School reform major topic of discussion at Capitol

Published 3:46 pm Tuesday, April 10, 2012

Education reform has been a major topic of discussion for the Legislature this year, as it has been for many legislative sessions for decades.

For all the changes Mississippi has made since the early 1980s, there remains a persistent sense that there’s a better way to do things in order to get this state’s academic standing off or near the bottom of most achievement indicators.

One of the most sensible and longstanding proposals is to stop electing school district superintendents, as this state still does in 40 percent of its districts.

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Almost no one else does this. There are about 14,500 school districts in the United States. Only 1 percent are elected — 147. And Mississippi accounts for 64 of the 147.

It is dumb to limit the hiring of a school superintendent to a narrowly defined geographic area, as is the case with the elective system. In some districts, there may be only a handful of people who meet the minimum qualifications to run for the job, and even then they might not all have the competence to handle it if they are elected.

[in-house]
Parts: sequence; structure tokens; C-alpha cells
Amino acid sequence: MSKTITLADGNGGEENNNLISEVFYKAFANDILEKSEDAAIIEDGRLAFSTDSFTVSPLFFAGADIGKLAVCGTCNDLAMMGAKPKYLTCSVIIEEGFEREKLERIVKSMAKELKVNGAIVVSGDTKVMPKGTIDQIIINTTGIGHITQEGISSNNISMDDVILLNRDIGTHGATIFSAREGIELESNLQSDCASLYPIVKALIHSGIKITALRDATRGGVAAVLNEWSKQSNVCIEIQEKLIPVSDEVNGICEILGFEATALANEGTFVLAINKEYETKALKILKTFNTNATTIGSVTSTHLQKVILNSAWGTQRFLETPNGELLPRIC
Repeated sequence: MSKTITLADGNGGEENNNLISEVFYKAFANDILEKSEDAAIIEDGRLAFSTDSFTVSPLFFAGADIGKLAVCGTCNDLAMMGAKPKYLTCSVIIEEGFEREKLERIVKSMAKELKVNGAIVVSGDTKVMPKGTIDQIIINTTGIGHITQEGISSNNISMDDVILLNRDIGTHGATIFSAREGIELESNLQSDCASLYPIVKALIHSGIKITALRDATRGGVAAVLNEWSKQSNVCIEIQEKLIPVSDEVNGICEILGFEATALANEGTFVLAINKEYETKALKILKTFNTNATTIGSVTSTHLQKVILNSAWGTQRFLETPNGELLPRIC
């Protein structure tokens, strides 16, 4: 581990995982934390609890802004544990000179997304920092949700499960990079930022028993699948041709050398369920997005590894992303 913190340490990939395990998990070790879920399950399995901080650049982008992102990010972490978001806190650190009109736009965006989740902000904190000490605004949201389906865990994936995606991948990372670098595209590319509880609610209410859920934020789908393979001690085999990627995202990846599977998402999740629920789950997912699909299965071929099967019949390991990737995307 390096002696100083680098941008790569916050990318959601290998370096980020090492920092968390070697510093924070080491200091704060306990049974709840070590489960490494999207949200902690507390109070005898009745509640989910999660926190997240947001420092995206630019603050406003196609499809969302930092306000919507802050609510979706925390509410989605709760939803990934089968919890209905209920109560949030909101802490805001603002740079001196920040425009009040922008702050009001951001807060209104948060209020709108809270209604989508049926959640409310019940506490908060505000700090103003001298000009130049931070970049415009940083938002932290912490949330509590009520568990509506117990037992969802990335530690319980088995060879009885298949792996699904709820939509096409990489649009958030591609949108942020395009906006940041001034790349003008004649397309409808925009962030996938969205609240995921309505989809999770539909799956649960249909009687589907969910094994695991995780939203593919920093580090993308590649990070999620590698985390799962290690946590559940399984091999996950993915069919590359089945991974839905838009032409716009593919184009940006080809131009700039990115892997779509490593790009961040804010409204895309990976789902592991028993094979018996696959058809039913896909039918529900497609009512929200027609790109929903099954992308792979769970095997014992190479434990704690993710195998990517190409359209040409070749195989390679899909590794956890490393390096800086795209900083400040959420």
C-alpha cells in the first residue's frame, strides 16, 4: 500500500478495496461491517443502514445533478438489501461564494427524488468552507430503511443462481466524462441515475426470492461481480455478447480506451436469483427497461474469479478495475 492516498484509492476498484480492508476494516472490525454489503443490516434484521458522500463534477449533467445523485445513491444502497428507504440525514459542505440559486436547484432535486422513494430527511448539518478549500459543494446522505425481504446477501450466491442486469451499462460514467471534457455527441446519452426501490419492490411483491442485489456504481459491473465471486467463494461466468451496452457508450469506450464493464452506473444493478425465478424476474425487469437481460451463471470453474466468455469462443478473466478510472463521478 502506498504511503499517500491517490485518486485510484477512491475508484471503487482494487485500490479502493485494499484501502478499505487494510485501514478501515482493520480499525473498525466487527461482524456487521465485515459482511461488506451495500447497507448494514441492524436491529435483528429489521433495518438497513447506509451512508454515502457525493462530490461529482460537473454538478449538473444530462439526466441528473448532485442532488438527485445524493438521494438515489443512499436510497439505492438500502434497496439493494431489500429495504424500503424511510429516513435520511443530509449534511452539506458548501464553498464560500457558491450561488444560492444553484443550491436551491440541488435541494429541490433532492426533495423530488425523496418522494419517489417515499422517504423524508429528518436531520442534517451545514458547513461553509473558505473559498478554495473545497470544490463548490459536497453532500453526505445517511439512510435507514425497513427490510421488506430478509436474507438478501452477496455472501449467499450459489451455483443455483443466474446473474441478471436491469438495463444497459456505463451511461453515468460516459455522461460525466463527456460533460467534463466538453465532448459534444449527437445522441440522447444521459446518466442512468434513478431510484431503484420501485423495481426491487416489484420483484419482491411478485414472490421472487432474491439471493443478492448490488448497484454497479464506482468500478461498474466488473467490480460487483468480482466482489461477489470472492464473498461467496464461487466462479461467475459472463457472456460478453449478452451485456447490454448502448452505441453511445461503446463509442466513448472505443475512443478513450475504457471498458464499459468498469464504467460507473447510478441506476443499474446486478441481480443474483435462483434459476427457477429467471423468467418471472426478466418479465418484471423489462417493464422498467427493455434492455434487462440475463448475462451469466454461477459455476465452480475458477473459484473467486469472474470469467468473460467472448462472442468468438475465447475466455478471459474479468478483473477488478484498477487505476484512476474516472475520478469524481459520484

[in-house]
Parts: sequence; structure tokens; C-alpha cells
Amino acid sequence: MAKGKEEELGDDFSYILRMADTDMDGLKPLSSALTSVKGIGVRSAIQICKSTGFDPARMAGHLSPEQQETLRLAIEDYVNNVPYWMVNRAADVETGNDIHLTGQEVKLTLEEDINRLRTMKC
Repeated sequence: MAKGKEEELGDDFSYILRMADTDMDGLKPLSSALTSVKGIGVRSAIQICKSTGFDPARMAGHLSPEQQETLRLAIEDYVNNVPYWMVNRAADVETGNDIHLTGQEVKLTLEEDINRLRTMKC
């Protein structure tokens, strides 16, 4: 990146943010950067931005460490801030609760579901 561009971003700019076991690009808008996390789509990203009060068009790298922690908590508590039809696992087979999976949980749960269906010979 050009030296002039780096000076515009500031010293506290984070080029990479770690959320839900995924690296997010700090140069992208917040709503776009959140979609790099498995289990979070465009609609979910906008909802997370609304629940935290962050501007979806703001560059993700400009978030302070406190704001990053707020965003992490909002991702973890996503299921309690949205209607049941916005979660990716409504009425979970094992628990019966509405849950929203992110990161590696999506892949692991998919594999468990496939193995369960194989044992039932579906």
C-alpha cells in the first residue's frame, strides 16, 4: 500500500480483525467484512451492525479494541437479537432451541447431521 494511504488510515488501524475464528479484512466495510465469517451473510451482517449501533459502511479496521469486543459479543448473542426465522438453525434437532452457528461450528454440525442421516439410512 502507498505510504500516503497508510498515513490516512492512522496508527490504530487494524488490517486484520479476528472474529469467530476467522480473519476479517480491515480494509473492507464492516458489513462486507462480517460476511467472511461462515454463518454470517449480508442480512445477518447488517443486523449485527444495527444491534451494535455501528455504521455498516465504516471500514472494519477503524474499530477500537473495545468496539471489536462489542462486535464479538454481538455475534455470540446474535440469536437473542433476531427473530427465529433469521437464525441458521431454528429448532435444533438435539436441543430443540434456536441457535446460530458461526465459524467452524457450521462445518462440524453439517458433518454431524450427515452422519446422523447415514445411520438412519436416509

The Senate got the message, voting 43-9 to switch to an appointive system statewide unless voters in areas with elected superintendents vote to keep it that way.

The House is stalling, however. Rep. John Moore, the chairman of that chamber’s Education Committee, says he’s not convinced. He apparently wants proof that appointed superintendents produce better academic results than elected ones.

That proof might be hard to come by, since the performance of superintendents is a mixed bag, regardless of how they are selected. There are some fine elected superintendents, and there are some weak appointed ones. If you want to get rid of a weak elected superintendent, though, your options are limited when it comes to a replacement.

It’s true under existing law that any district that now elects its superintendent can switch to an appointive system by gathering enough signatures to put it to a referendum.

The existing law, though, is backward. It makes it difficult to switch to a superior way of doing things. Instead, the law should make it difficult to switch to an inferior way.

That’s what the Senate bill would do. The House should get behind it.